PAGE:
After a long and emotional debate, the N.C. House on Thursday passed a bill that would make the state the fourth in the nation requiring women to wait three days before getting an abortion.
House Bill 465 passed 74-45, falling largely along party lines and deep and long-standing fault lines.
Republican Rep. Jacqueline Schaffer of Charlotte told members that her bill, which would extend the waiting period from 24 to 72 hours, “empowers women.”
“We truly believe that this is a bill women who are both pro-choice and pro-life can get behind,” she said.
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But Democratic Rep. Tricia Cotham of Matthews said the bill “is not about respect or support for women.”
“The wait period is simply about creating barriers,” she said. “Abortion is a deeply personal decision. …My womb and my uterus are not up for your political grab.”
The House debate came after Democratic legislative leaders accused Republicans of ignoring economic development policies in favor of social issues such abortion and religious freedom.
“Republicans have doubled down on their social agenda,” Asheville Democratic Sen. Terry Van Duyn said at a news conference, calling GOP lawmakers “consumed by divisive issues.”
The abortion bill now goes to the Senate. If enacted, North Carolina would join Missouri, South Dakota and Utah in requiring a 72-hour waiting period, according to the Guttmacher Institute, a research and policy center that supports abortion rights. Overall, 26 states require a waiting period, usually 24 hours.
“Seventy-two hours is not asking for too much for something this important,” GOP Rep. Pat McElraft said during the debate. “Why do we not want (women) to have the opportunity to change their minds? Please let women have this opportunity to reach out to pregnancy clinics to guide her … for alternatives.”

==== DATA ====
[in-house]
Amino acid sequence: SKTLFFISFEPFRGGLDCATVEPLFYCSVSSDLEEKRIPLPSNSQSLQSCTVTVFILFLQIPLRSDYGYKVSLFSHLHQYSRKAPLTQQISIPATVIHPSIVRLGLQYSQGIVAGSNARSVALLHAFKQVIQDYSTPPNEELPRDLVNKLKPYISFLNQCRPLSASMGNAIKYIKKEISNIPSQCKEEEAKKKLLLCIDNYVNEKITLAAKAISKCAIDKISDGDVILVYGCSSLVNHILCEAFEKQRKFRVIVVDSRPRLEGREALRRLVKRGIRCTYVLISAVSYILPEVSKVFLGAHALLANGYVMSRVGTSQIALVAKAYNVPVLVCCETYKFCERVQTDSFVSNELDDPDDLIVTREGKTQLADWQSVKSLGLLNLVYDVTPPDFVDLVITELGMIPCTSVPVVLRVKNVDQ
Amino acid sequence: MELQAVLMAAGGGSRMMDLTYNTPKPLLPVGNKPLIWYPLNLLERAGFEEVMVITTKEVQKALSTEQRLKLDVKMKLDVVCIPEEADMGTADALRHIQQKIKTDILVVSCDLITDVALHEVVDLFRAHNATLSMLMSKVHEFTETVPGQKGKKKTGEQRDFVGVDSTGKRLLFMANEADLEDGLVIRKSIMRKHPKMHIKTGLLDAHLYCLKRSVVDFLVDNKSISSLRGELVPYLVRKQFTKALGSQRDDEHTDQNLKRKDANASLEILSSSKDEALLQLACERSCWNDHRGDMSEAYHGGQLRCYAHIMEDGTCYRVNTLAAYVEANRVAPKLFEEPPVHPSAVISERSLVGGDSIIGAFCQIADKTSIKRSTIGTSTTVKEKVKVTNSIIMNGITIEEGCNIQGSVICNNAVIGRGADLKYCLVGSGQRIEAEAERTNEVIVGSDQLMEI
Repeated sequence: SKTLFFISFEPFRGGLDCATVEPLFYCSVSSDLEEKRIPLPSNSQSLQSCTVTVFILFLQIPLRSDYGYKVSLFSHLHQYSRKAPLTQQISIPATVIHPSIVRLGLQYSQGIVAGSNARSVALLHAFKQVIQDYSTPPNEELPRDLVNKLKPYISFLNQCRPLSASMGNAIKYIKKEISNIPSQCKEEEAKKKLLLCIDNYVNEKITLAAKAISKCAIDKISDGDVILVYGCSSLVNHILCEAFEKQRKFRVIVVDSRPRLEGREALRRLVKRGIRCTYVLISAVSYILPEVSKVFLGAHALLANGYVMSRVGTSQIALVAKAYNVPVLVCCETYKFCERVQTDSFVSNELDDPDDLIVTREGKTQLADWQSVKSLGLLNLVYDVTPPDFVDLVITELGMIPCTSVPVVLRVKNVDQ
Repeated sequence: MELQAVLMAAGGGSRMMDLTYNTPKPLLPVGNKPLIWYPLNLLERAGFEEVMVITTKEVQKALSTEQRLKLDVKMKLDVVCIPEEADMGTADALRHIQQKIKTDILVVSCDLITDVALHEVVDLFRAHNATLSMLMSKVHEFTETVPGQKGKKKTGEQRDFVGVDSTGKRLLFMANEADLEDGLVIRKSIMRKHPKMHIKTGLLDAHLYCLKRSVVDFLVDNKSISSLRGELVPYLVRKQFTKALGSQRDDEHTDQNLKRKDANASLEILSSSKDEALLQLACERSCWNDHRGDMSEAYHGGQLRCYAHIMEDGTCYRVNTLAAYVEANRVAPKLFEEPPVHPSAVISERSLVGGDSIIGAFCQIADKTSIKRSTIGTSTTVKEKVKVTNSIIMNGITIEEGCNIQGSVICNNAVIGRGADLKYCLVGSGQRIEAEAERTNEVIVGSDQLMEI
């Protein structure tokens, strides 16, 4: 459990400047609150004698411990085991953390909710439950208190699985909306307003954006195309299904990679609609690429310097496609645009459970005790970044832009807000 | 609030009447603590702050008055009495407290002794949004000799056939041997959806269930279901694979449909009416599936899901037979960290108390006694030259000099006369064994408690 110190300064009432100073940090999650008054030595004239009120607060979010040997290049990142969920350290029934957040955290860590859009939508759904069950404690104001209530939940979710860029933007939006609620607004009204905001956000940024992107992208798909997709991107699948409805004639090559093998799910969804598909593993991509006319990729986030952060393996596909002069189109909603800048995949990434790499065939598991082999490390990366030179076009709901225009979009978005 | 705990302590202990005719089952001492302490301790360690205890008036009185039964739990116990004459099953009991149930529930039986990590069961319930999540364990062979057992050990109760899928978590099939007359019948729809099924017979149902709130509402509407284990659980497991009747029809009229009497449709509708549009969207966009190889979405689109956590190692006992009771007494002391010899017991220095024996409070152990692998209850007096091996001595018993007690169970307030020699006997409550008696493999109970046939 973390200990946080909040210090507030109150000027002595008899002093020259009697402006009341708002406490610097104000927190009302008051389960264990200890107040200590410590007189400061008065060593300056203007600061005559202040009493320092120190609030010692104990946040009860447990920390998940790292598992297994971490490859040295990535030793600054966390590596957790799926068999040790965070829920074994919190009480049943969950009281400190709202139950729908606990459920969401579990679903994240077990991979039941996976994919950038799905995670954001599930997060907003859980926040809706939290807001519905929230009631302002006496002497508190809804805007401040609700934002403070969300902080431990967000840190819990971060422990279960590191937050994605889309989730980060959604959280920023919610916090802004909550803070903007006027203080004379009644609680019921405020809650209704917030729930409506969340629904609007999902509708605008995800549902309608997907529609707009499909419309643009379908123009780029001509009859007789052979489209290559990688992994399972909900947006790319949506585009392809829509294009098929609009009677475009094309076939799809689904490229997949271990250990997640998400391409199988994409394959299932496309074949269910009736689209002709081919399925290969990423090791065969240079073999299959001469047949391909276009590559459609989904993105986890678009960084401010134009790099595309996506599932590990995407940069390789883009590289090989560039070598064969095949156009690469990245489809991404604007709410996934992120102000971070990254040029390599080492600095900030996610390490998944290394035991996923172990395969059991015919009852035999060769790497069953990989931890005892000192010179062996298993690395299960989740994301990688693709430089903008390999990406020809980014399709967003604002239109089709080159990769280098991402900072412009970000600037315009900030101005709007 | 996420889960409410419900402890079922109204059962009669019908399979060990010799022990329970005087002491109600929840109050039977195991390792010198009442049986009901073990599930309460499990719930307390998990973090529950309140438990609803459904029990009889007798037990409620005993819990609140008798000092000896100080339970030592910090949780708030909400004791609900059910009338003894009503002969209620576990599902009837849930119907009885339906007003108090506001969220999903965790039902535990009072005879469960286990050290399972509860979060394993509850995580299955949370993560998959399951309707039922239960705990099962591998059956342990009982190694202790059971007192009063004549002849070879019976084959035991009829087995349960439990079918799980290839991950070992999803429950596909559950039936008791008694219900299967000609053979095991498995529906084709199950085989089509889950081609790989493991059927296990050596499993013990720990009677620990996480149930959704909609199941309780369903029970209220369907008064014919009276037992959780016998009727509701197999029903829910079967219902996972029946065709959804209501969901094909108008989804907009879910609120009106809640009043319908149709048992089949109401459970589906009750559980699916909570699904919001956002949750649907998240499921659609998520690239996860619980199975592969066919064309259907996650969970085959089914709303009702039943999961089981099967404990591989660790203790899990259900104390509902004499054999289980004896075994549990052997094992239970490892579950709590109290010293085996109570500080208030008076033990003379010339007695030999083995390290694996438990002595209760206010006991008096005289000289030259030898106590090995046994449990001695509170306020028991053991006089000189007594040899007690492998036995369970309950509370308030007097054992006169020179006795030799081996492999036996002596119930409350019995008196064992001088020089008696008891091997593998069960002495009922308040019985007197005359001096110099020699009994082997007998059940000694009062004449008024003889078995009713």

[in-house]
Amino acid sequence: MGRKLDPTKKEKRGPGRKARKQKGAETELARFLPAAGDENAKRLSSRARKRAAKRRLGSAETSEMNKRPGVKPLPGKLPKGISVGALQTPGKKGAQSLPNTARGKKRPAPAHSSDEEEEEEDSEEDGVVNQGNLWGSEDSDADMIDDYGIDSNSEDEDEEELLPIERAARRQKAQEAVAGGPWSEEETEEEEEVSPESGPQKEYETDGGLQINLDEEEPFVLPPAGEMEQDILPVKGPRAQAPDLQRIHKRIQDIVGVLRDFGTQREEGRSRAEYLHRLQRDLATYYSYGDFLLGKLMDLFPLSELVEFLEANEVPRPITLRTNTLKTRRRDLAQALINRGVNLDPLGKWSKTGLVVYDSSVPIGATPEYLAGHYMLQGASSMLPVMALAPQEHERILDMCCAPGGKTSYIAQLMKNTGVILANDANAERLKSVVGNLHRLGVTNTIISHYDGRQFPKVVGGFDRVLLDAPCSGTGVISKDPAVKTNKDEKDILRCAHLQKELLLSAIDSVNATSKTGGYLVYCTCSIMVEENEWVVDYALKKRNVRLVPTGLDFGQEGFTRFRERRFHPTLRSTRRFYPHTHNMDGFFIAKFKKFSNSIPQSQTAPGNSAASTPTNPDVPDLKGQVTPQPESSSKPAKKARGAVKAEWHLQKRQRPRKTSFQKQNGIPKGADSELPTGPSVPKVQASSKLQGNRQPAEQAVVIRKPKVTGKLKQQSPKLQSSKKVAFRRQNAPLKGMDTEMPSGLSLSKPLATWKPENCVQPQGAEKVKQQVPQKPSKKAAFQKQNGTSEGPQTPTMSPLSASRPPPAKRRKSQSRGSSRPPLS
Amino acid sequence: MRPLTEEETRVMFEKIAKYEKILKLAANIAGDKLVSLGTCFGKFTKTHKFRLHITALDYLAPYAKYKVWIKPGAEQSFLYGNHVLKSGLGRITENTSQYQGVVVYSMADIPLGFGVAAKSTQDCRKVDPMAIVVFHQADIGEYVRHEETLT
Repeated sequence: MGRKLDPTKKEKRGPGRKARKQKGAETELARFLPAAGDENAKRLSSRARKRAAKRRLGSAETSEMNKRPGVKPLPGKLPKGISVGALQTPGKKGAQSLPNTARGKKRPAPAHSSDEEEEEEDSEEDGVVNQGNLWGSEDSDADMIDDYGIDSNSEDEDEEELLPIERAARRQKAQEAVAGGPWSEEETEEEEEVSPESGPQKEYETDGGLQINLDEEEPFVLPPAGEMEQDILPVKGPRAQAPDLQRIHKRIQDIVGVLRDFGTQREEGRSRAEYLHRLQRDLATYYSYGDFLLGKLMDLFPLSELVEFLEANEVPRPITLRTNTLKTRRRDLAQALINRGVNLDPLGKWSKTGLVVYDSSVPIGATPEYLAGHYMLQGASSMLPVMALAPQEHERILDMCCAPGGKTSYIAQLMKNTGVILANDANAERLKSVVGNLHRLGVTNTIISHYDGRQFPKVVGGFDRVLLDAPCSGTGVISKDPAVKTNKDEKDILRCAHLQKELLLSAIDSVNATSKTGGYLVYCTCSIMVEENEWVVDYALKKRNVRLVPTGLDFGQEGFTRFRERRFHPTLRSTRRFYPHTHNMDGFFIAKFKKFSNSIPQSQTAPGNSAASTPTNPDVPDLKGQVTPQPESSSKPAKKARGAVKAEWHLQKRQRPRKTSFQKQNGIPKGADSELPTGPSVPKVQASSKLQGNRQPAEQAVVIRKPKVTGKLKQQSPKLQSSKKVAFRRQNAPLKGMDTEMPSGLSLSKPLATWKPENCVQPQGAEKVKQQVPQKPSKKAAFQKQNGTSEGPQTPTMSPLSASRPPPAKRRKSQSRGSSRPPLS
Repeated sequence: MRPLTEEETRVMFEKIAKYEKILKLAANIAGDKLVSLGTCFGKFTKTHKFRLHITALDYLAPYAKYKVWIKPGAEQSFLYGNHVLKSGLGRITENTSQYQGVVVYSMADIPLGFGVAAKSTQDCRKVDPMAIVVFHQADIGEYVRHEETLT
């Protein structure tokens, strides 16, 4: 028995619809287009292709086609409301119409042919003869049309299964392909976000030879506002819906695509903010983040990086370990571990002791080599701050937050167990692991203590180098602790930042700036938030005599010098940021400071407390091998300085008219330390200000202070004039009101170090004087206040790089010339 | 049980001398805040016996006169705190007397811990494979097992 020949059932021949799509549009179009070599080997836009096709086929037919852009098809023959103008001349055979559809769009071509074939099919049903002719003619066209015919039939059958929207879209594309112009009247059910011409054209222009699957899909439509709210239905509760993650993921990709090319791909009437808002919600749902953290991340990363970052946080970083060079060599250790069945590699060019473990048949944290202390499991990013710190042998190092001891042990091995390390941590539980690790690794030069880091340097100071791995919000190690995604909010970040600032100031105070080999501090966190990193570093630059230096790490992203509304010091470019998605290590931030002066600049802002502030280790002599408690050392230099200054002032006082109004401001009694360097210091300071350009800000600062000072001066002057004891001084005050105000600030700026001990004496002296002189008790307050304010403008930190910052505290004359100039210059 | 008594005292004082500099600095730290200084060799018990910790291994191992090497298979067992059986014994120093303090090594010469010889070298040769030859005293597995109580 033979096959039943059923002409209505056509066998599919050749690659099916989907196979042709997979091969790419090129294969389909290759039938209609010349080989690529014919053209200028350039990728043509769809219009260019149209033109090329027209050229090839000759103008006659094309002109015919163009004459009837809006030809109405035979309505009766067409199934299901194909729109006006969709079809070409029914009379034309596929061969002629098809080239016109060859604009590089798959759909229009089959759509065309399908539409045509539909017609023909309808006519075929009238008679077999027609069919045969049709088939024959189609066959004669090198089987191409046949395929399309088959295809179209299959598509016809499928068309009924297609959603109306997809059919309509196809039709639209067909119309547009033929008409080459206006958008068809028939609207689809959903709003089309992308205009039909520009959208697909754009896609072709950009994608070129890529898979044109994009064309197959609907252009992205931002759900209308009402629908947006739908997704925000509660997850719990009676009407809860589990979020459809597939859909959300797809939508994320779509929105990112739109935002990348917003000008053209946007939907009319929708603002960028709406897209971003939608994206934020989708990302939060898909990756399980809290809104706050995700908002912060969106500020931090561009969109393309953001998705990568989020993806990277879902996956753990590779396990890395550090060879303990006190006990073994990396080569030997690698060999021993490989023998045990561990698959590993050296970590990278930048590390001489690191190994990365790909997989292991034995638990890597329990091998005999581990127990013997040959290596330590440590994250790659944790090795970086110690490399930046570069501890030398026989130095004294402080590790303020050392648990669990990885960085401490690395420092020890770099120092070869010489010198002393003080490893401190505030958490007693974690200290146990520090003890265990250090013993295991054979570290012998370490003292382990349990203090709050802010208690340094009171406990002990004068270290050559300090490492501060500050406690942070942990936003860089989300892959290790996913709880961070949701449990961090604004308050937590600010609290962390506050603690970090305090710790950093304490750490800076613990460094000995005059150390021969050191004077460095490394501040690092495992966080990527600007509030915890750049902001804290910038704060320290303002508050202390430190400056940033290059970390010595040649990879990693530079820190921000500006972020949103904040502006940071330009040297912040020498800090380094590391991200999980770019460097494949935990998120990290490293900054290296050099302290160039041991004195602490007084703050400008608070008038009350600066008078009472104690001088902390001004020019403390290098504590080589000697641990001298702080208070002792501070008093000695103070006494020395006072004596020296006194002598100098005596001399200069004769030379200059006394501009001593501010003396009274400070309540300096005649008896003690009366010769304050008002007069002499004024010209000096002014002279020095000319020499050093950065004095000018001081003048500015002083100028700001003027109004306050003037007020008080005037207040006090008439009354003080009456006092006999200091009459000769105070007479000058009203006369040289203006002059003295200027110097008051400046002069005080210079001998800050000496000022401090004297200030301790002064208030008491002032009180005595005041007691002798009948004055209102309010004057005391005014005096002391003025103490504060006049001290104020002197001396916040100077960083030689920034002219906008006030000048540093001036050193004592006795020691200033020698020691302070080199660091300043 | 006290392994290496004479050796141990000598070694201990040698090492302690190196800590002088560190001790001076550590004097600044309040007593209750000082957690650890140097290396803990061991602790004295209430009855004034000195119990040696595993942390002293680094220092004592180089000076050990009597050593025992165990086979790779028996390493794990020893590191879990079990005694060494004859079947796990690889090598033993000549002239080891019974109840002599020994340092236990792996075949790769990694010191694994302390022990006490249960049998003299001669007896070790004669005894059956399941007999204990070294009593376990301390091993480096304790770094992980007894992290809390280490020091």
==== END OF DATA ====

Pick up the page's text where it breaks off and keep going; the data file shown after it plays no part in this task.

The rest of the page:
The debate turned emotional when Cotham described her first pregnancy several years ago. She said doctors had to induce a miscarriage to save her life.
“My doctor told me that this pregnancy would likely not be viable, and if I did not take immediate action, my life and any hope of future babies would be in extreme danger,” she said. “It was awful, it was painful, and it was sad – and it was personal.”
Opponents argued that the bill demeans women by forcing them to wait longer.
“It’s not about women’s physical health,” said Democratic Rep. Verla Insko of Chapel Hill. “This bill promotes the most disparaging of all stereotypes of women, (that) they’re irrational and they can’t make decisions.”
Besides extending the waiting period, the bill also tightens reporting requirements for doctors who perform abortions after 18 weeks. Among other things, they would have to provide state officials with ultrasound images.
Supporters have said because they believe many such later-term abortions go unreported, the measure could reduce the number. For some, that appeared to be a goal.
“Once conception occurs, you’re talking about the rights of two human beings,” said GOP Rep. Debra Conrad of Winston-Salem. “I want to hear about the rights of these young babies.”
Rep. Rick Glazier, a Fayetteville Democrat, said the bill was just the latest in a series of actions over the last five years to reduce abortions. “It is nothing short of constitutional evisceration by 1,000 cuts,” he said.
The vote came a day after a House committee endorsed the bill along party lines and heard from the public. But a Planned Parenthood spokesman called the hearing, dominated by bill supporters, a “sham.” The bill was supposed to go to another committee but went instead to the floor.
“This disregard for the legislative process, coupled with the Health Committee’s decision to deny equal time to both sides on such a critical issue to women’s health, further proves these anti-women’s health politicians will stop at nothing to chip away access to safe and legal abortion,” said Melissa Reed, vice president of public policy for Planned Parenthood South Atlantic.